With all the purported success of back office outsourcing, why have most BPO stock prices taken a hit since last year? The reason is simple. Pure BPO firms are losing their competitive edge in the sourcing industry, and due to rising employee costs translating into pricing pressure for their clients, they’re finding it harder to sell to the post-recession US market. As a result, profit margins in BPO are becoming smaller.
Finance and Accounting outsourcing by contrast, one aspect of the back office, seems to be on the rise. In fact Everest Group, in its F&A Outsourcing Annual Report 2011, stated that the market for these services will grow 15-20% this year and push past US$ 4 billion in annual contract value. What explains that meteoric shift and why is the overall BPO industry not seeing the same growth rates? Read on for more.
One of the increasingly necessary business shifts for an outsourcing provider is the move from pure BPO into BPO with IT-integrated services. It’s what clients are demanding in an effort to consolidate the services and providers they partner with. This is a tough task for the traditional BPO firms, and one that many of them do poorly. But the ones that don’t attempt it are the ones steadily losing market share.
“The BPO business generally comes from the global arena where there is huge competition. The increasing cost of employees and the change in the rate of inflation increases the pricing and hence, margins are pressured,” says this article about the Indian BPO industry in particular. “Earlier the margins were around 18-20%, but now they have dipped to 13-14%. […] The growth in this sector is muted to only around 2-5%.”
“In Latin America however, the profit margin opportunity for BPOs is a lot stronger,” says Peter Ryan, Lead BPO Analyst at Ovum. “Providers there are a lot less squeezed in terms of attrition and clients know what to expect in terms of wage costs.” In today’s outsourcing, the objective of the buyer is not simply cost savings, but how a provider can add value to the business. Many vendors that started as pure BPOs are extending an IT arm to offer that value.
An F&A explosion?
We think so, but it will be a ‘cautious’ explosion. At least, that’s how buyers are proceeding – going more for phased solutions than a one-shot deal. The Everest report mentioned earlier predicts lots of multi-process FAO contracts with just a few main functions expected from the vendor, over $1 million in ACV, and a contract term of approximately three years. In other words, smaller contracts, but large growth for the finance and accounting sourcing industry. According to Everest, ACV for the sector grew almost 15% in 2010 as compared to 10% in 2009.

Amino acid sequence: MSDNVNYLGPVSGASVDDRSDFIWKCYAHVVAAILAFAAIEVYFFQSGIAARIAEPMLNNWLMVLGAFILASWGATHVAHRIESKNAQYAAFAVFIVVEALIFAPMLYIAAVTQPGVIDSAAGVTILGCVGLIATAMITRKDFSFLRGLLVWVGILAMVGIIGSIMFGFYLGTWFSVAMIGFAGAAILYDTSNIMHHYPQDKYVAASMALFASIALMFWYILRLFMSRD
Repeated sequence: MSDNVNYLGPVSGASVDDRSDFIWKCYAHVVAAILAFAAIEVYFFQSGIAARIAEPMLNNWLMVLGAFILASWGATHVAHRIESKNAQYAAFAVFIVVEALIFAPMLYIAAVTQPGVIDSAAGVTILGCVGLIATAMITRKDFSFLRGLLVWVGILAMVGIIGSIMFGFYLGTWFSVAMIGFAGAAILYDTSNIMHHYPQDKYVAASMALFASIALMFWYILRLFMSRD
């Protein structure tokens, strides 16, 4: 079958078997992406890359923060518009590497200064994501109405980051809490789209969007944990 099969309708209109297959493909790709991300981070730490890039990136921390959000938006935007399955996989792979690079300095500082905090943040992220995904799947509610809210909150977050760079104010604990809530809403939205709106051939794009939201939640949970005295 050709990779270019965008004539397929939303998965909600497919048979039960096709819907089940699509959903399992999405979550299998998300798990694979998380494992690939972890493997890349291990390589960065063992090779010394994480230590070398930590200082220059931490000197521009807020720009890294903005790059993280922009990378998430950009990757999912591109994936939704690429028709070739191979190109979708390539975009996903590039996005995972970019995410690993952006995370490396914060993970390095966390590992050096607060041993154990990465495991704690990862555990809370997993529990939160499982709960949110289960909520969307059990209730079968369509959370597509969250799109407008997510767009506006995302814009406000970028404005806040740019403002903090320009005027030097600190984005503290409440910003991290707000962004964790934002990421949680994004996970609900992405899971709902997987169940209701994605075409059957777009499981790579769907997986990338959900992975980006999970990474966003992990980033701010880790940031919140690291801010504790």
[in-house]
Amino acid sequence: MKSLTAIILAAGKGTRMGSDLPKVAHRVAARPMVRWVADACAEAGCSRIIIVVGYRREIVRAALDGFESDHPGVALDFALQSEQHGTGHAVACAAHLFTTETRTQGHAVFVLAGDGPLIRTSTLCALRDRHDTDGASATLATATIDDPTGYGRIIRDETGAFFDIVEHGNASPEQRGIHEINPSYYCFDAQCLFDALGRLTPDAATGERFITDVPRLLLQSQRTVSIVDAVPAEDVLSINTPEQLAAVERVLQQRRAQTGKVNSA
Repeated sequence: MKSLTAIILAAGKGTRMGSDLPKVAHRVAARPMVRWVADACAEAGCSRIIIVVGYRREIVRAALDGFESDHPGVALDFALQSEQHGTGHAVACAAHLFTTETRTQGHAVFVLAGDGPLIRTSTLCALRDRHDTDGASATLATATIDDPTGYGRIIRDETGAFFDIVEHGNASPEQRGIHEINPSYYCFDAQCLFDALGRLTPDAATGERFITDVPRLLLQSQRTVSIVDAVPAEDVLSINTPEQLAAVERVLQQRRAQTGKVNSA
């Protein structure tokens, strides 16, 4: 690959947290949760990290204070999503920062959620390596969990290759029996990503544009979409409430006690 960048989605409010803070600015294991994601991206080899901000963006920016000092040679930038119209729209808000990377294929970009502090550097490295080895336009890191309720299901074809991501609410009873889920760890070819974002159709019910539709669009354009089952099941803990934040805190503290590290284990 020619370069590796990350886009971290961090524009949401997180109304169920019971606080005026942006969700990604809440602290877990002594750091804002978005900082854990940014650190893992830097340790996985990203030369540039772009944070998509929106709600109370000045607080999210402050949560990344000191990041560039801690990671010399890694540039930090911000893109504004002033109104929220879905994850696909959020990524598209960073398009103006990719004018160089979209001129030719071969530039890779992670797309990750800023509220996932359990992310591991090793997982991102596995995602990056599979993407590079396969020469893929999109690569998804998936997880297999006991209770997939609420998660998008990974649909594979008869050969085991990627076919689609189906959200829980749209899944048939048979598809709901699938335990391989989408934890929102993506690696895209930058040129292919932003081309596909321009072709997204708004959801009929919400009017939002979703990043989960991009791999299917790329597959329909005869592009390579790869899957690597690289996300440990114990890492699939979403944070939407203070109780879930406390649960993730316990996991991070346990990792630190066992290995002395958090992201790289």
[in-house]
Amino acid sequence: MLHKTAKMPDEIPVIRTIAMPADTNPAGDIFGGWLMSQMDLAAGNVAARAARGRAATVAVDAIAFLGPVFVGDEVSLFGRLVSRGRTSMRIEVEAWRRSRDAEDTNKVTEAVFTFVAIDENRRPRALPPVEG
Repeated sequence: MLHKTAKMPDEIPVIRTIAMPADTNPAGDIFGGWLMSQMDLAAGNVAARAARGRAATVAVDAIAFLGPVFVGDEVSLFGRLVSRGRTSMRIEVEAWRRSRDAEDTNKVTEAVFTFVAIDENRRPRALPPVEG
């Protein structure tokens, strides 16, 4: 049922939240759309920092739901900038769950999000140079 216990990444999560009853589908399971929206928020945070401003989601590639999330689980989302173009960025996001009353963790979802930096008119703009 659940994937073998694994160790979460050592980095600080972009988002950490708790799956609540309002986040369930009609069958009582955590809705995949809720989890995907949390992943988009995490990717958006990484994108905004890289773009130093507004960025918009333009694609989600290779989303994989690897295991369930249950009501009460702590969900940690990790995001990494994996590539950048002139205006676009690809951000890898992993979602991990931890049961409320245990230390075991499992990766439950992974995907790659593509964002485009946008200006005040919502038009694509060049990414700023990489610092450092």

However the FAO explosion in the US is slow in coming. An interesting contrast in the market is this: Even though outsourced F&A processes consistently score higher efficiency ratings than in-house ones, companies are still averse to outsourcing F&A. Despite the reported maturity of their processes, many companies continue to shun the use of outsourcing vendors. That was the insight from the latest Ovum report entitled Knowing Your CRM Outsourcing Client.
The most movement in the FAO field comes from the mid-market, and not multinational clients. Of course mid-sized firms will be after lower costs, but they also feel a greater sense of urgency to streamline their processes and improve administrative efficiency than their larger counterparts do. And so a few FAO providers are tailoring their solutions specifically for the mid-market, by offering a high level of customization, and even IT support in some cases. This is a market sector not really targeted by the giant providers – IBM, Accenture, ACS, Capgemini – but more by smaller aggressive Indian vendors like Genpact and Infosys.
The opportunity for Latin America
Does the Nearshore have a role to play in the FAO expansion? Absolutely. “India has so far dominated in business process services, but Latin America has the potential for strong F&A outsourcing work,” says Ryan. “It’s strange that this hasn’t received more attention in the region, especially when we see so much high-end IT work happening in places like Mexico. In some cases, F&A work is just as complex”
When we think of LatAm finance potential, Uruguay and Panama come to mind, both of which have extremely sophisticated financial services bases, and skilled populations in this field. The question is, will development agencies and government work to promote their competitive advantage in F&A, or would they rather leave it on the back burner and focus on IT. FAO activities have much better profit margins that regular call centers, and they often act as gateways into the IT industry and higher value services.